Know that the odds are in your favor
Up to 80 percent of people report seeing an improvement within four to six weeks of starting treatment, according to statistics from the Depression and Bipolar Support Alliance. Usually, the road back is relatively simple: antidepressants, counseling, or a combination of the two, they report. That said, recovery may take time and patience, Walfish says. There may be an initial trial-and-error period while you try various antidepressants or see whether various therapy techniques, such as cognitive-behavioral therapy and interpersonal counseling, are helpful. (Thinking about starting therapy? Here are 22 things your therapist won’t tell you.) The results are worth it.
Find a mental health counselor for the two of you
Depression affects both of you—and your whole family. The Lowes suggest finding a therapist or counselor who has worked with depression in couples. “You may have issues to deal with individually as the depressed person, and the two of you may have issues to deal with that stem from coping with depression,” Lowe says. “We found it very helpful to have a counselor we could see together at times and separately at other times.”
Keep on learning about depression
Read books, check out websites, ask your doctor about advances in treatment and understanding of this illness. The more you know, the better you can cope and fight.
Be alert for relapses
About 85 percent of people who suffer a bout of major depression will have a relapse within a decade—and half will have a recurrence within a year, according to a study published in International Journal of Neuropharmacology. The researchers recommended a maintenance dose of antidepressants and/or therapy to prevent a relapse. Both spouses should also stay alert for signs that the illness is returning, Walfish adds.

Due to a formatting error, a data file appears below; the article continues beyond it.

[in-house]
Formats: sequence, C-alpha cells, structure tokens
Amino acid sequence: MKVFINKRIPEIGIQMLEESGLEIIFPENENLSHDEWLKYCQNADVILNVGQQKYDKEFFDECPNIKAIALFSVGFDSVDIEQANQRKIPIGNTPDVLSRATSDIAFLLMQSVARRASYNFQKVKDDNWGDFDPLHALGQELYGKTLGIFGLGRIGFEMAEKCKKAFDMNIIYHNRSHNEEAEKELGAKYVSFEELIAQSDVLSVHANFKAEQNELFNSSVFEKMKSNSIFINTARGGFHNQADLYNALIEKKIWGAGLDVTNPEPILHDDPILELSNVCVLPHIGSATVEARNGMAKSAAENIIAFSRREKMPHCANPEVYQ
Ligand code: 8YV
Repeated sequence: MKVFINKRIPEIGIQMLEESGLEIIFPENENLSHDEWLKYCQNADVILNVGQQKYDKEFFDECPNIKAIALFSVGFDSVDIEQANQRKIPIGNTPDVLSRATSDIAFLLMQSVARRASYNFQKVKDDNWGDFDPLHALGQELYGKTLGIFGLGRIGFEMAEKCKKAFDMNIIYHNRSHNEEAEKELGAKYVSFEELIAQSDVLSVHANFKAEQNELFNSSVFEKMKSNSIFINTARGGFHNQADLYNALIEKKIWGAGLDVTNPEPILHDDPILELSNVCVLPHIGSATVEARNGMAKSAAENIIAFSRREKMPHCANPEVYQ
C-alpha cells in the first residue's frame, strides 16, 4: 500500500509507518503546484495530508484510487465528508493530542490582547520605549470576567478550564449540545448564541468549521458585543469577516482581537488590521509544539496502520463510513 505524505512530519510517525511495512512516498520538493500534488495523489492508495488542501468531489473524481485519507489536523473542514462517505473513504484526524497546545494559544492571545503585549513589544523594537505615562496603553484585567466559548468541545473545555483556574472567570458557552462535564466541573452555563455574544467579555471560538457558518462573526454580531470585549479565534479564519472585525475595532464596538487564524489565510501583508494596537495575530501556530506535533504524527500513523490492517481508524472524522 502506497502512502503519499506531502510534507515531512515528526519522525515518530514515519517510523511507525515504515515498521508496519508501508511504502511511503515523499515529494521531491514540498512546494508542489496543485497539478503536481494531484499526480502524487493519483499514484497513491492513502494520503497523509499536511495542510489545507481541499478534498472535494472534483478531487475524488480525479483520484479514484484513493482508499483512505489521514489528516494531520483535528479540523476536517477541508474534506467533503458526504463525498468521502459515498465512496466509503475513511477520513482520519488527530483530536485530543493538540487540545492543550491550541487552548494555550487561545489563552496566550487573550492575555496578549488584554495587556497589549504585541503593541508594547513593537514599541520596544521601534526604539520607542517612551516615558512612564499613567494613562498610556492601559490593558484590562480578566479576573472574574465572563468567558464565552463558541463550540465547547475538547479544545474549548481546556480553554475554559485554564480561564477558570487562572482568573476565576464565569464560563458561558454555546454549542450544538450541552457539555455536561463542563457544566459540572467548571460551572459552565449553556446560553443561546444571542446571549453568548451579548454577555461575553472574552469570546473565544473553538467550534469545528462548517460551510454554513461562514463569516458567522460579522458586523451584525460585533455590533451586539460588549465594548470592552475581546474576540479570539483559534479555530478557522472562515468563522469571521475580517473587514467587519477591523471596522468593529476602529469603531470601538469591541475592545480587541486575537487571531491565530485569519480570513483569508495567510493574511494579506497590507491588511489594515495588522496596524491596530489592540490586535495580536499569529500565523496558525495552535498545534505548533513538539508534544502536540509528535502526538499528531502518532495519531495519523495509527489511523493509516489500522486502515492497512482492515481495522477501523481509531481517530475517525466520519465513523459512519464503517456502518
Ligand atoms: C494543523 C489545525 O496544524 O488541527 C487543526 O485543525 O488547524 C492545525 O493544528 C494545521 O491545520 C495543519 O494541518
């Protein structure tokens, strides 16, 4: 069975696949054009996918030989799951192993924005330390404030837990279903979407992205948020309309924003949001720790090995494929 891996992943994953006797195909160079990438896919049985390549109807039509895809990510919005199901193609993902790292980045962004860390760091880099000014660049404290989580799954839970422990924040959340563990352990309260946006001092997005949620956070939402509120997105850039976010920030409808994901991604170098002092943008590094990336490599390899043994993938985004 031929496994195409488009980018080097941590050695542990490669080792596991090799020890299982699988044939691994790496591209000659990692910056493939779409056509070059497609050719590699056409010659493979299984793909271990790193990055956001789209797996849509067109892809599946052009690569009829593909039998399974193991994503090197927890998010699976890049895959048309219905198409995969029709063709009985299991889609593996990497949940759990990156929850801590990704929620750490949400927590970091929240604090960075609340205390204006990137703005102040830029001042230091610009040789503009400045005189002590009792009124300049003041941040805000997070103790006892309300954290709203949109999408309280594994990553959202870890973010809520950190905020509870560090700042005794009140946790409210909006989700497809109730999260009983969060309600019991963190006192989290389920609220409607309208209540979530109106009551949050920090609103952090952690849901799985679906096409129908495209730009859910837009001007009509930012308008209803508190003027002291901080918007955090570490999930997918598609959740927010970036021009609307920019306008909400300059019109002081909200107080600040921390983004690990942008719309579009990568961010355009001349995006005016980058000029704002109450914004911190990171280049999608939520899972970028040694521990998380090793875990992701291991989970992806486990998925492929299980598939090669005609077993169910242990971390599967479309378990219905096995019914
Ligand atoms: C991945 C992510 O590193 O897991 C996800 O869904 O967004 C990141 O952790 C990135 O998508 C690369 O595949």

Caring for a depressed spouse can be lonely, overwhelming, and emotionally draining, she says. You may blame yourself, feel helpless, grow pessimistic, lose your sense of humor, and even consider leaving. (Here’s what you should know about divorce.) It’s easy for the non-depressed spouse to become angry and frustrated with an irritable, lethargic mate who’s pessimistic and critical, who can’t unload the dishwasher, or who can’t get the kids ready for bed anymore—let alone make love, ask how you’re doing, or acknowledge that you’ve been holding things together for weeks, months, or years.
“This starts a cycle that burns you out and doesn’t help your partner at all,” Scott-Lowe notes. “I did this with Dennis—I would become extremely angry with him. Then I would feel really guilty and try to make up for it by taking on more and more around the house. Then I would get angry all over again. This wasn’t helping Dennis, of course, and it was wearing me out emotionally and physically.”
These steps can help the non-depressed spouse stay well—and protect your marriage and your family while helping a depressed partner.
Admit that you cannot cure your partner’s depression
Your spouse needs your love, support, and concern, but these important qualities can’t reverse depression any more than they can control blood sugar, ease arthritis pain, or clear out clogged arteries. Just as you wouldn’t rely on love alone to cure a medical condition—or withdraw love because it didn’t—don’t expect that your feelings or attention will be able to alter your spouse’s off-kilter brain chemistry. Use your love to get help and to remind your partner of his or her intrinsic worth during this challenging time, Walfish advises.
See depression as an intruder in your marriage
Like any other illness, depression is an outside force—an unwelcome visitor wreaking havoc with your spouse’s health, your marriage, and your home life. Seeing it this way can allow both of you to talk about its effects without blame or shame. “Once we started talking about it as a third party—as ‘the depression’—we could express our frustrations constructively,” Scott-Lowe says. “If Dennis was really doubting his worth, I could say, ‘That’s just the depression talking. It’s not you. When you’re not depressed, you don’t think this way. It’s feeding you lies.'” (These are the best ways to help someone with depression.)